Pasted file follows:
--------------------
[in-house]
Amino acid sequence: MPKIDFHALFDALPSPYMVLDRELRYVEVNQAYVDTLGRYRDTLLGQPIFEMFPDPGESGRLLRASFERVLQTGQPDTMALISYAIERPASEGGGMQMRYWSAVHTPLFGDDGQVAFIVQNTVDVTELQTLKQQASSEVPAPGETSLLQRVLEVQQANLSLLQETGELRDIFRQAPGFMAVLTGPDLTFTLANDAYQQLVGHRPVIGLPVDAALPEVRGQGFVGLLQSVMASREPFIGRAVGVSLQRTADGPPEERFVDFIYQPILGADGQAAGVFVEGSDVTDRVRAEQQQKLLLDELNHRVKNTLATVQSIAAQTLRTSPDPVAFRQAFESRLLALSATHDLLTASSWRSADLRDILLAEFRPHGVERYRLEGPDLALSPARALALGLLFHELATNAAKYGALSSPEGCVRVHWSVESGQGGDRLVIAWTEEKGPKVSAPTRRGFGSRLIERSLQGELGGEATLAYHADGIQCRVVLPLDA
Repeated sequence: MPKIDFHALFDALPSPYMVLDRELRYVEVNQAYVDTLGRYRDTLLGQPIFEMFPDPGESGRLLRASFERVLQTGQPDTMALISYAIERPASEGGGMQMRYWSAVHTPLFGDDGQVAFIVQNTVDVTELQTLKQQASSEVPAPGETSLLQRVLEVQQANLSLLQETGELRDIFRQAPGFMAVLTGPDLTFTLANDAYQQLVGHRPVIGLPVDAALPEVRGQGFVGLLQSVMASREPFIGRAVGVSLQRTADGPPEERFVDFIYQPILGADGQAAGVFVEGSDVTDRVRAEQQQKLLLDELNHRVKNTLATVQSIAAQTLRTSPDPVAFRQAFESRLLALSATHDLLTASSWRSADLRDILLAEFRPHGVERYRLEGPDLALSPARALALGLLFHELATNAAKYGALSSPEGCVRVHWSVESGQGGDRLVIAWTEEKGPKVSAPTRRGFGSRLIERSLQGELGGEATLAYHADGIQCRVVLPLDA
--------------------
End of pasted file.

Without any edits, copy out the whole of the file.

[in-house]
Amino acid sequence: MPKIDFHALFDALPSPYMVLDRELRYVEVNQAYVDTLGRYRDTLLGQPIFEMFPDPGESGRLLRASFERVLQTGQPDTMALISYAIERPASEGGGMQMRYWSAVHTPLFGDDGQVAFIVQNTVDVTELQTLKQQASSEVPAPGETSLLQRVLEVQQANLSLLQETGELRDIFRQAPGFMAVLTGPDLTFTLANDAYQQLVGHRPVIGLPVDAALPEVRGQGFVGLLQSVMASREPFIGRAVGVSLQRTADGPPEERFVDFIYQPILGADGQAAGVFVEGSDVTDRVRAEQQQKLLLDELNHRVKNTLATVQSIAAQTLRTSPDPVAFRQAFESRLLALSATHDLLTASSWRSADLRDILLAEFRPHGVERYRLEGPDLALSPARALALGLLFHELATNAAKYGALSSPEGCVRVHWSVESGQGGDRLVIAWTEEKGPKVSAPTRRGFGSRLIERSLQGELGGEATLAYHADGIQCRVVLPLDA
Repeated sequence: MPKIDFHALFDALPSPYMVLDRELRYVEVNQAYVDTLGRYRDTLLGQPIFEMFPDPGESGRLLRASFERVLQTGQPDTMALISYAIERPASEGGGMQMRYWSAVHTPLFGDDGQVAFIVQNTVDVTELQTLKQQASSEVPAPGETSLLQRVLEVQQANLSLLQETGELRDIFRQAPGFMAVLTGPDLTFTLANDAYQQLVGHRPVIGLPVDAALPEVRGQGFVGLLQSVMASREPFIGRAVGVSLQRTADGPPEERFVDFIYQPILGADGQAAGVFVEGSDVTDRVRAEQQQKLLLDELNHRVKNTLATVQSIAAQTLRTSPDPVAFRQAFESRLLALSATHDLLTASSWRSADLRDILLAEFRPHGVERYRLEGPDLALSPARALALGLLFHELATNAAKYGALSSPEGCVRVHWSVESGQGGDRLVIAWTEEKGPKVSAPTRRGFGSRLIERSLQGELGGEATLAYHADGIQCRVVLPLDA